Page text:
The Kimberley region of Western Australia is a land of vast and spectacular
natural beauty—ochre rock landscapes, plunging waterfalls, beaches
fronting the turbulent Indian Ocean. It is also home to a number of
Australia's indigenous people, collectively called Aborigines.
Yet in spite of the exquisite terrain, life for many of them is far from
ideal. Their physical health tends to be dismal. And they have now been found
to possess what may be the highest dementia rate in the world.
Specifically, Australian scientists have now found, after assessing 365
indigenous persons in the Kimberley region who were aged 45 or older, that
this population has a prevalence rate of dementia five times higher than that
of the general Australian population of comparable age—or 12.4 percent
versus 2.4 percent, the latter rate of which is similar to that in other
developed countries. Results were published online September 17 in
In fact, the prevalence rate of dementia among the subjects aged 60 or
older was 24 percent—perhaps the highest known prevalence rate for
dementia in the world, according to the scientists. They noted that the only
known prevalence rate that comes close was an Alzheimer's disease prevalence
rate of 21 percent reported for an elderly Arab community in Israel.
"We were surprised by these results," the lead investigator of
this study, Leon Flicker, Ph.D., a professor of geriatric medicine at the
University of Western Australia in Perth, told Psychiatric News."
It was previously thought that because of the high mortality in the
indigenous Australian population, older people were sparse, and dementia was
uncommon. But despite there having been lower numbers of older people, we
found very high rates of dementia, particularly in younger people."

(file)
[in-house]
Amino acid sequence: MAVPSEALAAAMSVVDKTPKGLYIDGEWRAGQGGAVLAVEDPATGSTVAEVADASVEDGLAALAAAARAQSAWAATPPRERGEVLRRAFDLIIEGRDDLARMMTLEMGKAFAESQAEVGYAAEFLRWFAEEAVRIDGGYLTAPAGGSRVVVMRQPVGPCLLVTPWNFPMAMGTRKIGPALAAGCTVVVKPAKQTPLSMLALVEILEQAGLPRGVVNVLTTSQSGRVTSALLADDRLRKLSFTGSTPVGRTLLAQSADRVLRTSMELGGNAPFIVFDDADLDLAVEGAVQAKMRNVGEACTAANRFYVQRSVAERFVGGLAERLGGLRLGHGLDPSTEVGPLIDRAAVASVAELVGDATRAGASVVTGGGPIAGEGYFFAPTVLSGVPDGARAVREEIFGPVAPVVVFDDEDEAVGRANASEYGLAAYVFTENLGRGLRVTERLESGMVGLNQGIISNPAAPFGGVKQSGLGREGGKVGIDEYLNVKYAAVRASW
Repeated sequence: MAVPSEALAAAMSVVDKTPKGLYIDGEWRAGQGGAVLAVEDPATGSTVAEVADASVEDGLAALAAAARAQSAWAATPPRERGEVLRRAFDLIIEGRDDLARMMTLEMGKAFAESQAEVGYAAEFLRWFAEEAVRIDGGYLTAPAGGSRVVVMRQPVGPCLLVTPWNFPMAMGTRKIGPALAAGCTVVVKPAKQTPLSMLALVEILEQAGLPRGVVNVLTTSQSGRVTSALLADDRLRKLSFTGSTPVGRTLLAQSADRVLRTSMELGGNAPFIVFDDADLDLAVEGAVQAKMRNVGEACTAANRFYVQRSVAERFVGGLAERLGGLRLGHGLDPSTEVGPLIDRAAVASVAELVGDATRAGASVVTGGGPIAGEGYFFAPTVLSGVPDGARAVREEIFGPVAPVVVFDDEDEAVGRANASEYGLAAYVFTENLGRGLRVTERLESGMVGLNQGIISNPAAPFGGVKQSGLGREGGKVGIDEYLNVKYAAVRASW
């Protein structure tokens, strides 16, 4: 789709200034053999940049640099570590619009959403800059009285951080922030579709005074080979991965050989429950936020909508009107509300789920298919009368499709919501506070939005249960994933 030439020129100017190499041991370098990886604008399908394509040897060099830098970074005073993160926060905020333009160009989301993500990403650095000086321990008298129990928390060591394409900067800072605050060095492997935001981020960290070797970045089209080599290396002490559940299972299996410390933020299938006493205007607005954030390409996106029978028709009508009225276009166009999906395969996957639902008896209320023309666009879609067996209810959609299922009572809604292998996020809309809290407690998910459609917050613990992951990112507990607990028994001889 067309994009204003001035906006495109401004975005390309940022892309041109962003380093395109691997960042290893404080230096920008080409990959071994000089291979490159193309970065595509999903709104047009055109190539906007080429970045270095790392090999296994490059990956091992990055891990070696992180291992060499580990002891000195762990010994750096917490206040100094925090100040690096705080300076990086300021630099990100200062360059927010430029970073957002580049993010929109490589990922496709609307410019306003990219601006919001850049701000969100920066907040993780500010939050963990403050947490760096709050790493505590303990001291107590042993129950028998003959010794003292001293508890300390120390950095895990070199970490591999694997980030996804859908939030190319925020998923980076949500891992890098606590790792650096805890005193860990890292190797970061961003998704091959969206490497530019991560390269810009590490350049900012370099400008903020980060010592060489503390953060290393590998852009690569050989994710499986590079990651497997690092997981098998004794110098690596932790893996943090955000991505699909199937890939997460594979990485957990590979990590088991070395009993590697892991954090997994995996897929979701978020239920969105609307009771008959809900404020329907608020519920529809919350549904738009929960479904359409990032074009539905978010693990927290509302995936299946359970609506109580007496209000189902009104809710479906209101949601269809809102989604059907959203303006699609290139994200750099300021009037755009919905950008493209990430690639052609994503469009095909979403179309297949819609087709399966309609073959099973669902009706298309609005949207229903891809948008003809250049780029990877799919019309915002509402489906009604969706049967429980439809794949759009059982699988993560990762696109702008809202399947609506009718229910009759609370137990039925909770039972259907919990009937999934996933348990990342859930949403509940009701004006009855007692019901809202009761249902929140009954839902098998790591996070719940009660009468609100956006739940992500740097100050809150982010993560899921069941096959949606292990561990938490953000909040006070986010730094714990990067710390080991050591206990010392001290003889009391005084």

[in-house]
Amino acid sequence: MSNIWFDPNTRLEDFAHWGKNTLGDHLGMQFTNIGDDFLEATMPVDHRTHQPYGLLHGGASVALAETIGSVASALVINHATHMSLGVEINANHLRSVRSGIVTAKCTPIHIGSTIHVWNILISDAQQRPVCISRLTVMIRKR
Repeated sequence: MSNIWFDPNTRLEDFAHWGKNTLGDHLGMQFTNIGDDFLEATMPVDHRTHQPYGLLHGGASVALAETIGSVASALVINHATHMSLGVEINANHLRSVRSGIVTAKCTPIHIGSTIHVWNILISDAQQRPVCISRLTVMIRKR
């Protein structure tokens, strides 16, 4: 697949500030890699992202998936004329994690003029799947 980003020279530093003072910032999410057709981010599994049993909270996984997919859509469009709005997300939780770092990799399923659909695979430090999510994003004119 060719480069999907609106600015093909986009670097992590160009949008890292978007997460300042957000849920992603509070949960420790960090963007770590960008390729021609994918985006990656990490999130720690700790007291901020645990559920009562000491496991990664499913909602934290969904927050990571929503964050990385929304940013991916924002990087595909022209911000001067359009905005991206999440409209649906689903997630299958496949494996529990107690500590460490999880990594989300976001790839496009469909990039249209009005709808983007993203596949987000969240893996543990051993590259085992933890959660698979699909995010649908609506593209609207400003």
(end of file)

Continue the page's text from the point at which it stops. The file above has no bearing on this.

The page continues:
The reason for this dementia "epidemic," Flicker speculated,
may be because indigenous Australians in the Kimberley region possess a number
of characteristics that in turn predispose them to dementia. For example, he
and his colleagues found that 60 percent of subjects over age 45 had no formal
education, 51 percent had experienced head injuries, 50 percent had poor
mobility, 43 percent had high blood pressure, and 42 percent had diabetes.
Flicker and his colleagues are now exploring ways whereby they can improve
both the mental and physical health of these individuals. For example, if they
could get the people to exercise more, it might not just benefit their
physical health, but reduce their risk of dementia.
Indeed, Flicker and his colleagues found in another recent study, which
they conducted in nonindigenous Australians, that exercise can improve
cognitive function in older adults at risk of dementia; that is, exercise is
beneficial in persons over age 50 who complain of mild memory problems. True,
many observational studies have already found that people who are physically
active seem less likely than sedentary persons to experience cognitive decline
and dementia in later life. But this study of 170 subjects, reported in the
September 3 Journal of the American Medical Association, appears to
be the first randomized, controlled trial to do so, according to Flicker and
Both studies were funded by the Australian National Health and Medical
An abstract of "High Prevalence of Dementia and Cognitive
Impairment in Indigenous Australians" is posted at<www.neurology.org/cgi/content/abstract/01.wnl.0000320508.11013.4fv1>.
An abstract of "Effect of Physical Activity on Cognitive Function in
Older Adults at Risk for Alzheimer's Disease" is posted at<http://jama.ama-assn.org/cgi/content/abstract/300/9/1027>.▪